As if playing host annually to Devil's Night each October weren't enough, Detroit has another ghoulish problem on its hands as bodies pile up in the county morgue. With so many families out of work and the city's coffers strapped, no one can afford to bury the 67 bodies that have accumulated at the Wayne County Medical Examiner's building.
So for now, the bodies remain frozen. The morgue's chief investigator, Albert Samuels, told CNNMoney.com that he hasn't seen anything like it in the 13 years he's been on the job. "Some people don't come forward even though they know the people are here," said Samuels, a former Detroit cop. "They don't have the money."
Last month, the body of Nancy Graham was among the corpses being held in the deep freeze. Graham's nephew, Darrell Vickers, along with his wife, Cheryl, didn't have the $695 needed to have Graham cremated. Other family members weren't able to help either, so Graham's body, No. 67, remained in the morgue.
"It's devastating to a family not to be able to take care of their own," said Darrell Vickers, who along with his wife went down to the morgue to identify his aunt's body. "But there's really no way to come up with that kind of cash in today's society. There's just no way."
One consolation is that at least Graham's body had been identified. Dozens of others remain and can't be disposed of until a family member comes forward or until the county's burial fund is replenished when a new budget is approved.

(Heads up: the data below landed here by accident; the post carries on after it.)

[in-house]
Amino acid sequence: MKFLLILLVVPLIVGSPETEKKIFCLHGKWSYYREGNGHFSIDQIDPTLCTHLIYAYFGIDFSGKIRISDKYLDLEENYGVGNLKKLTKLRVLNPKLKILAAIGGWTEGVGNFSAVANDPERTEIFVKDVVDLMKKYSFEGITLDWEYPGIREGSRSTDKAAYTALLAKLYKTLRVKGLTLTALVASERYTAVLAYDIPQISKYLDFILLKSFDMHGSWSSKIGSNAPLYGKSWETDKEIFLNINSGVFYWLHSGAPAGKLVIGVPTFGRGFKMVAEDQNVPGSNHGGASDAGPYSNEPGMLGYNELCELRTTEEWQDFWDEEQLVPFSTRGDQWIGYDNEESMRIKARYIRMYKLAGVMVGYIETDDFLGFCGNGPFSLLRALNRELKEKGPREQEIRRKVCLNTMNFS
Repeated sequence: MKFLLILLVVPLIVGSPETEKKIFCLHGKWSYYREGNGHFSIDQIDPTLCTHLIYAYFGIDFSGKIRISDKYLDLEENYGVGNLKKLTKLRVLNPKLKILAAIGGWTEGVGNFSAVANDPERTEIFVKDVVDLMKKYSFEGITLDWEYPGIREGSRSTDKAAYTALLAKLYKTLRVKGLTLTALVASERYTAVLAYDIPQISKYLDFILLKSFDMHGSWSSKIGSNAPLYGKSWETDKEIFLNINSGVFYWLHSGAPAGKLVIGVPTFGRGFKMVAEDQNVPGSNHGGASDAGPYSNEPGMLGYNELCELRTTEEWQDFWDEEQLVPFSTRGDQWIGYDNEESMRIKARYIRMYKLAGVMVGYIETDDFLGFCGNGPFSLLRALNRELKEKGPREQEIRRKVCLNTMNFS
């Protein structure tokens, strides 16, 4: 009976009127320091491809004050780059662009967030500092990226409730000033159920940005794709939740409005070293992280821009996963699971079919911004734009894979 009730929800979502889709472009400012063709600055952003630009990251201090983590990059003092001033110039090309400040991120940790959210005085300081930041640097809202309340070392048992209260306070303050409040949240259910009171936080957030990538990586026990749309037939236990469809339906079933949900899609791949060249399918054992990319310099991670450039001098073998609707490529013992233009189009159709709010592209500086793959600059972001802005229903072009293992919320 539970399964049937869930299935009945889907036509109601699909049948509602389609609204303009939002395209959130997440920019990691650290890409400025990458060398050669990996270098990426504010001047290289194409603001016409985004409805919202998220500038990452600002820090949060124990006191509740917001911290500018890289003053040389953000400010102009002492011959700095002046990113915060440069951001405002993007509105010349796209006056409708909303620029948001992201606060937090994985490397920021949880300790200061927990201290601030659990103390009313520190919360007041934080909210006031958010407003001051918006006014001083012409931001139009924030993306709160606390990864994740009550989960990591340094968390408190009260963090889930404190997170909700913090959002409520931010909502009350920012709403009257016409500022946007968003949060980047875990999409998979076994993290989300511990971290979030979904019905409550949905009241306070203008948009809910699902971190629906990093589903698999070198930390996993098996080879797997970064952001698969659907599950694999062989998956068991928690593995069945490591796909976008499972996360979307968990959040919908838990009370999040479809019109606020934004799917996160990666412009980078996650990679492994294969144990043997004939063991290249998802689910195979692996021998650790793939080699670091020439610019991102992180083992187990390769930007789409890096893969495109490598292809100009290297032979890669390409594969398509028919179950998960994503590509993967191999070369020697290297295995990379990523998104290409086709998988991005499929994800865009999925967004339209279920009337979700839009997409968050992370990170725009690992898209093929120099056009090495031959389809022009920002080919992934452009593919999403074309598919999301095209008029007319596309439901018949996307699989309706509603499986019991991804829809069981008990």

Cash-strapped, the city can't afford to the help families such as the Vickers. "The failure, through inability or choice, to bury the deceased is a reflection of the economic conditions that have arrested this region, where people are now forced to make emotionally compromised choices," said a spokesman in a prepared statement given to CNNMoney.
Detroit, with its ties to domestic car manufacturing, has the nation's highest unemployment rate among big cities. In September it stood at 17%, according to the Bureau of Labor Statistics.
While the city has no money to aid with burial costs, the state does. Of the $4.9 million budgeted for such assistance in 2009, about $135,500 remains, CNNMoney reported. Those in need of assistance can find grant applications at Michigan Department of Human Services offices, most funeral homes, and at Michigan.gov/dhs.
The Vickers were unaware of the assistance funds, but have since found the money to have Graham cremated with help from Social Security, social services and his aunt's church.
Still, it's given Darrell Vickers pause when he thinks about all billions of dollars that have been allocated in economic stimulus. Sparking the economy to sell cars seems inappropriate, he told CNNMoney, when "We can't take care of our own when it comes to laying them to rest and letting them rest in peace."
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